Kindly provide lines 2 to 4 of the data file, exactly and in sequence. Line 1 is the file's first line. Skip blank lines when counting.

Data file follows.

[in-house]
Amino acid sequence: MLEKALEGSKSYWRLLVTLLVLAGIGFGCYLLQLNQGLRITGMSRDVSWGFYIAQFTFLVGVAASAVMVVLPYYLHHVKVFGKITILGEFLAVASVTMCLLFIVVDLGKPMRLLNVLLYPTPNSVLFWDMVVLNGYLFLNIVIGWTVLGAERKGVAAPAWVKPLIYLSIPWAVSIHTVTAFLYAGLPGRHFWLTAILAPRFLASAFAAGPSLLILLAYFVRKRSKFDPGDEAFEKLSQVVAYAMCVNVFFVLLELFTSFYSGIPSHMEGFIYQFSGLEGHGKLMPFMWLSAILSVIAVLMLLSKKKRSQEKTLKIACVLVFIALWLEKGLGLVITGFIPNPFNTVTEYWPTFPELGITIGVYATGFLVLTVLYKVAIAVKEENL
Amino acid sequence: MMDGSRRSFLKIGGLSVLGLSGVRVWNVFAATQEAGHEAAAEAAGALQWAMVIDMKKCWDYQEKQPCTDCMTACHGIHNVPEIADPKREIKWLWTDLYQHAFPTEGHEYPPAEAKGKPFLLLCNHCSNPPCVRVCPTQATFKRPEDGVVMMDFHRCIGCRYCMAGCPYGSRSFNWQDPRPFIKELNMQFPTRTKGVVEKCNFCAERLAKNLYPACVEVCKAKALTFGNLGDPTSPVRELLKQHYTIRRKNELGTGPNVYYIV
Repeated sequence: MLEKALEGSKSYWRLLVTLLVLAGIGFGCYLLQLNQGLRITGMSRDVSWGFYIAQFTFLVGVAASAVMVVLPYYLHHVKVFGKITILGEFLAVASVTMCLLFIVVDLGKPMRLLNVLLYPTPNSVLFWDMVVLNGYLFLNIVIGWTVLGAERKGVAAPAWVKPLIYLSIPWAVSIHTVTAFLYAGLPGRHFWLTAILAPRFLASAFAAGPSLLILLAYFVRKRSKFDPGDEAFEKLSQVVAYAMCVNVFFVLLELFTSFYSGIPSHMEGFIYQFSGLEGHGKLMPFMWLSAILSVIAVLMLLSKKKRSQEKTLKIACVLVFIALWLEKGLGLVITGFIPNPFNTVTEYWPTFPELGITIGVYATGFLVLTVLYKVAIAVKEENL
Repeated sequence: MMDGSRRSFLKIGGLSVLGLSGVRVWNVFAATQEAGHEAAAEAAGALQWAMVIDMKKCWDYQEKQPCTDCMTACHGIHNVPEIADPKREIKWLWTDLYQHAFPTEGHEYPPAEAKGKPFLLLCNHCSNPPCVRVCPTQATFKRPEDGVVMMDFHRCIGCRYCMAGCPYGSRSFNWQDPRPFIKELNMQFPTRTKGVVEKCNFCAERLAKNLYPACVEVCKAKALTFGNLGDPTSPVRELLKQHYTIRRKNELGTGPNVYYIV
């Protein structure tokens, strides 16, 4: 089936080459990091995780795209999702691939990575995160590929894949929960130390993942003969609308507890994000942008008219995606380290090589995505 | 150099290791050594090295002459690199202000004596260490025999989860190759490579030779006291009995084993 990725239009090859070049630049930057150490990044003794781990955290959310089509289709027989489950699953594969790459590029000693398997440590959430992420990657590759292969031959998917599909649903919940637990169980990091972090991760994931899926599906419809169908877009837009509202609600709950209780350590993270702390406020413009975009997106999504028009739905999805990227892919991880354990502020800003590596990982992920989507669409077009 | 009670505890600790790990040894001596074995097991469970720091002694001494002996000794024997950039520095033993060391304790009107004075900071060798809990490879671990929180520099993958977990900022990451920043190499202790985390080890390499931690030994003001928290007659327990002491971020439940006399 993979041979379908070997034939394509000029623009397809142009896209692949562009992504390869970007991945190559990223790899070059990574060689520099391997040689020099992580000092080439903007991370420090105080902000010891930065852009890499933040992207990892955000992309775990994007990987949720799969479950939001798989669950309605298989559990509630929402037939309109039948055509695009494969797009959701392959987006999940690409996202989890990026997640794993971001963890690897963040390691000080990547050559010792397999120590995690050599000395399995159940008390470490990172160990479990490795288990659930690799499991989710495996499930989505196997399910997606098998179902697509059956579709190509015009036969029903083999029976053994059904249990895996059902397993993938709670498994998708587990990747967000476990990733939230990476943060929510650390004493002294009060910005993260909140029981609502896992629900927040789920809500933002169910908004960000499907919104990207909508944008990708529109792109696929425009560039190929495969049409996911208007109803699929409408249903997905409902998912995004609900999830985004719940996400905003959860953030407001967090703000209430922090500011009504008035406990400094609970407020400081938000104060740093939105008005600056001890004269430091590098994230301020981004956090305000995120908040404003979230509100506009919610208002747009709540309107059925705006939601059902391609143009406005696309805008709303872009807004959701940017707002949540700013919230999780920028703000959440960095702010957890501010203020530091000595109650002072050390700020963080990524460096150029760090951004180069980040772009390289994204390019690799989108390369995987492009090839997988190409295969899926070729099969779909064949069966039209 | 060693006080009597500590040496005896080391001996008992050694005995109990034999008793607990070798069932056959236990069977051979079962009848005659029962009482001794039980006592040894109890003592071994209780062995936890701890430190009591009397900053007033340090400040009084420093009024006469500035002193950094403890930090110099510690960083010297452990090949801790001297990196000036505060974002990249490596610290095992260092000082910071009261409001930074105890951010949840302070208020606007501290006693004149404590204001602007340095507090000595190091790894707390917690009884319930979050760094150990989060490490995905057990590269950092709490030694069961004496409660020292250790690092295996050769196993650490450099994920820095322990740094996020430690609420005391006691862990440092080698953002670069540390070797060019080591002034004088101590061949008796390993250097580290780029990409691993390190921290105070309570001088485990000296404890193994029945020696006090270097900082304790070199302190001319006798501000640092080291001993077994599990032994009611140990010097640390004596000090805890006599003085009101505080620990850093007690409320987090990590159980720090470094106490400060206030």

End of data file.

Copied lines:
Amino acid sequence: MLEKALEGSKSYWRLLVTLLVLAGIGFGCYLLQLNQGLRITGMSRDVSWGFYIAQFTFLVGVAASAVMVVLPYYLHHVKVFGKITILGEFLAVASVTMCLLFIVVDLGKPMRLLNVLLYPTPNSVLFWDMVVLNGYLFLNIVIGWTVLGAERKGVAAPAWVKPLIYLSIPWAVSIHTVTAFLYAGLPGRHFWLTAILAPRFLASAFAAGPSLLILLAYFVRKRSKFDPGDEAFEKLSQVVAYAMCVNVFFVLLELFTSFYSGIPSHMEGFIYQFSGLEGHGKLMPFMWLSAILSVIAVLMLLSKKKRSQEKTLKIACVLVFIALWLEKGLGLVITGFIPNPFNTVTEYWPTFPELGITIGVYATGFLVLTVLYKVAIAVKEENL
Amino acid sequence: MMDGSRRSFLKIGGLSVLGLSGVRVWNVFAATQEAGHEAAAEAAGALQWAMVIDMKKCWDYQEKQPCTDCMTACHGIHNVPEIADPKREIKWLWTDLYQHAFPTEGHEYPPAEAKGKPFLLLCNHCSNPPCVRVCPTQATFKRPEDGVVMMDFHRCIGCRYCMAGCPYGSRSFNWQDPRPFIKELNMQFPTRTKGVVEKCNFCAERLAKNLYPACVEVCKAKALTFGNLGDPTSPVRELLKQHYTIRRKNELGTGPNVYYIV
Repeated sequence: MLEKALEGSKSYWRLLVTLLVLAGIGFGCYLLQLNQGLRITGMSRDVSWGFYIAQFTFLVGVAASAVMVVLPYYLHHVKVFGKITILGEFLAVASVTMCLLFIVVDLGKPMRLLNVLLYPTPNSVLFWDMVVLNGYLFLNIVIGWTVLGAERKGVAAPAWVKPLIYLSIPWAVSIHTVTAFLYAGLPGRHFWLTAILAPRFLASAFAAGPSLLILLAYFVRKRSKFDPGDEAFEKLSQVVAYAMCVNVFFVLLELFTSFYSGIPSHMEGFIYQFSGLEGHGKLMPFMWLSAILSVIAVLMLLSKKKRSQEKTLKIACVLVFIALWLEKGLGLVITGFIPNPFNTVTEYWPTFPELGITIGVYATGFLVLTVLYKVAIAVKEENL